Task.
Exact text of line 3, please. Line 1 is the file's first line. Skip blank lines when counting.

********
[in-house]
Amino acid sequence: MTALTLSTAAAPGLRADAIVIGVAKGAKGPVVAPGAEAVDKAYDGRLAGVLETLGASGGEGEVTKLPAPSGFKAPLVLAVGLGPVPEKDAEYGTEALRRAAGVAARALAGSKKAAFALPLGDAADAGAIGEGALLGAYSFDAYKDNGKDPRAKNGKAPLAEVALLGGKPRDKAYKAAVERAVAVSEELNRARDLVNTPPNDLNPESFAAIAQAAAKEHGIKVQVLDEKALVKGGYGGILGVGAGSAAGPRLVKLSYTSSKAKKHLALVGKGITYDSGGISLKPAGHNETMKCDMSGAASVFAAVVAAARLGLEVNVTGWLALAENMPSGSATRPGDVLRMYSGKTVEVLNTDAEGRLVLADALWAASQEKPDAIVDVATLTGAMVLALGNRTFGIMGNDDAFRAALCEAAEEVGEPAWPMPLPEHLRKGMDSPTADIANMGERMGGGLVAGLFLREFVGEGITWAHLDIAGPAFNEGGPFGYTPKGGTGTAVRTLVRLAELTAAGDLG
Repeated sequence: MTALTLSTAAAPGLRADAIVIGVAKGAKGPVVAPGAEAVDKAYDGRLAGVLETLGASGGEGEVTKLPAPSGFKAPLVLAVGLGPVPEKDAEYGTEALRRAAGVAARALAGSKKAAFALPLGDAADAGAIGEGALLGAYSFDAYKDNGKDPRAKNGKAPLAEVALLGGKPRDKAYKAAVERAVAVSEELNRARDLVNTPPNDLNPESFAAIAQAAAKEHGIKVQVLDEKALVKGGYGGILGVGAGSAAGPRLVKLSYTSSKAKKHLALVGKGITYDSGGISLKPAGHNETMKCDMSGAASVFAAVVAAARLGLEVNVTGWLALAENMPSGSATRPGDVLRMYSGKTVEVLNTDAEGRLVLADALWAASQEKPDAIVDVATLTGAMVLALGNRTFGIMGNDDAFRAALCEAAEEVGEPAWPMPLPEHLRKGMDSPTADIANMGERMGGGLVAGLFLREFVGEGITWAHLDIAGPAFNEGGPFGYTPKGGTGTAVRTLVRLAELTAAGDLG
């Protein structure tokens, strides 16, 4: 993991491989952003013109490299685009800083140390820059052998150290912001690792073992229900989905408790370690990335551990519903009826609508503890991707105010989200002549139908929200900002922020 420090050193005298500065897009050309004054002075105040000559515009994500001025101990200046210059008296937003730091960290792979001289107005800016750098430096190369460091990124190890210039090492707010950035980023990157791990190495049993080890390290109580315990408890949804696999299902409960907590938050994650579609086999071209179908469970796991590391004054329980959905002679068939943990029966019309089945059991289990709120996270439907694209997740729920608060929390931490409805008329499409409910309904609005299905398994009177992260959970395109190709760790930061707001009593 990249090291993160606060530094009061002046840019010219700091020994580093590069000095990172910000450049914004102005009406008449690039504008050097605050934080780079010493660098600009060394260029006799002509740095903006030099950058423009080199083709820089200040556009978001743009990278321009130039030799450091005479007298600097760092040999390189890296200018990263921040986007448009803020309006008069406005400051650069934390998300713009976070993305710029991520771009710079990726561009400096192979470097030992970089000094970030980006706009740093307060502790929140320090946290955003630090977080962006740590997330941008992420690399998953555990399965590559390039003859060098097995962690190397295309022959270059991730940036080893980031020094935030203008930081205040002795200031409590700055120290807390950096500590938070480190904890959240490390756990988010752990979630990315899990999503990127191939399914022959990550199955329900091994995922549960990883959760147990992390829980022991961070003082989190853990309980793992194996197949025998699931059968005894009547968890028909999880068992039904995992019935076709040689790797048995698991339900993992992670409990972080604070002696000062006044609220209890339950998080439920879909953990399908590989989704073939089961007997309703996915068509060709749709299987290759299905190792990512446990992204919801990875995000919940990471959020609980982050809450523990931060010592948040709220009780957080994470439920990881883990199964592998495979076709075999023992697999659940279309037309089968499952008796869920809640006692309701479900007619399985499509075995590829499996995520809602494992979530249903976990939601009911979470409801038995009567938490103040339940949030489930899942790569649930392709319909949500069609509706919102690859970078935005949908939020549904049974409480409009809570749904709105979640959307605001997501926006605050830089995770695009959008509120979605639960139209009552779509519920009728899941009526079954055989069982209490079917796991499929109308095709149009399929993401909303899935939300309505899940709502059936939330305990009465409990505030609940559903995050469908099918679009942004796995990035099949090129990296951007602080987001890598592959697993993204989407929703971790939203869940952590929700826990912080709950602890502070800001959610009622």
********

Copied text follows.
Repeated sequence: MTALTLSTAAAPGLRADAIVIGVAKGAKGPVVAPGAEAVDKAYDGRLAGVLETLGASGGEGEVTKLPAPSGFKAPLVLAVGLGPVPEKDAEYGTEALRRAAGVAARALAGSKKAAFALPLGDAADAGAIGEGALLGAYSFDAYKDNGKDPRAKNGKAPLAEVALLGGKPRDKAYKAAVERAVAVSEELNRARDLVNTPPNDLNPESFAAIAQAAAKEHGIKVQVLDEKALVKGGYGGILGVGAGSAAGPRLVKLSYTSSKAKKHLALVGKGITYDSGGISLKPAGHNETMKCDMSGAASVFAAVVAAARLGLEVNVTGWLALAENMPSGSATRPGDVLRMYSGKTVEVLNTDAEGRLVLADALWAASQEKPDAIVDVATLTGAMVLALGNRTFGIMGNDDAFRAALCEAAEEVGEPAWPMPLPEHLRKGMDSPTADIANMGERMGGGLVAGLFLREFVGEGITWAHLDIAGPAFNEGGPFGYTPKGGTGTAVRTLVRLAELTAAGDLG